Sunday, 22 June 2008

Kazuri

Kazuri, which means small and beautiful in Swahili, is Fair Trade Jewellery.

Kazuri's hand-painted ceramic jewellery is made in Kenya. Every bead which makes up a necklace or bracelet is shaped by hand by one of the 300 local women employed by Kazuri. The beads are then kiln fired once, glazed and fired again before being strung. Founded by the late Lady Susan Wood, Kazuri is still located where she first started creating employment for struggling single mothers back in 1975. The workshop is in Karen, named after Karen Blixen of 'Out Of Africa' fame, on part of the farm once owned by her. Karen, a beautiful area just a few miles outside Nairobi, lies under the Ngong Hills between Kenya's bustling capital and the spectacular Rift valley.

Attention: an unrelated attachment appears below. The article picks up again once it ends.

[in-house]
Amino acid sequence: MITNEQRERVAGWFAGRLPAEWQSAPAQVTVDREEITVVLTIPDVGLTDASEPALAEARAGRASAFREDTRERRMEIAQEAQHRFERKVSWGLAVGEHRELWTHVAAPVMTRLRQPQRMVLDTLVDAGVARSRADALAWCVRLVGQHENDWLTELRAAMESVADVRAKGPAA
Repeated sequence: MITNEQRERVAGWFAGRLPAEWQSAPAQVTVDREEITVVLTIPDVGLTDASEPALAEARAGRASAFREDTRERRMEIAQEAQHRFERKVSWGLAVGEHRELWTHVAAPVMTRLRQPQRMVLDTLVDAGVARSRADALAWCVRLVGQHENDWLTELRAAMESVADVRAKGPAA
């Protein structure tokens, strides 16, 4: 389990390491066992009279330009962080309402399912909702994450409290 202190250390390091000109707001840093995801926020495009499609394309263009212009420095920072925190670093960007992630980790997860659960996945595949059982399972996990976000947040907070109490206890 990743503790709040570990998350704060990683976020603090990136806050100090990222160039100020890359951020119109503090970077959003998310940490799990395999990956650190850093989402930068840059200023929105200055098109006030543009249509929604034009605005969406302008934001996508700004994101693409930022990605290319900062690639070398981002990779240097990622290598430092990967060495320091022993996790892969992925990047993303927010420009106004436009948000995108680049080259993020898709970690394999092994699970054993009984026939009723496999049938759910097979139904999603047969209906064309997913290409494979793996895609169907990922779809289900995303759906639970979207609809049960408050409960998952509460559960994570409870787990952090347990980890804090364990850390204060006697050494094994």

In an age of mass-produced goods, Kazuri jewellery stands out as a little bit different. As every piece of jewellery is handmade, every one is unique. Indeed, many pieces take on the quirks and trademarks of the individual people who shape the beads, paint them or string them, giving them soul as well as beauty. Many Kazuri styles are named after areas, tribes and other features of the Kenyan landscape; evocative names that resonate with the organic nature of the clay that comes from its earth. So a Kazuri piece is more than an item of jewellery, it's a piece of Kenya.

For a look that is part of Kenya and looks great for summer, try the Shale necklace in White Mother of Pearl. The mother of pearl catches the light to give a subtle shimmer. If you want to inject a little colour then the Shale necklace in Antigua Blue brings together four colours of beads in royal blue, duck egg blue, a dove grey/blue and cream. If you want a fashionable look to take you from a bright summers day to a balmy summers evening then the Ting Ting necklace in Oyster adds warm and goes with any outfit.

Kazuri jewellery is high quality jewellery, affordably priced and created in an ethical way.

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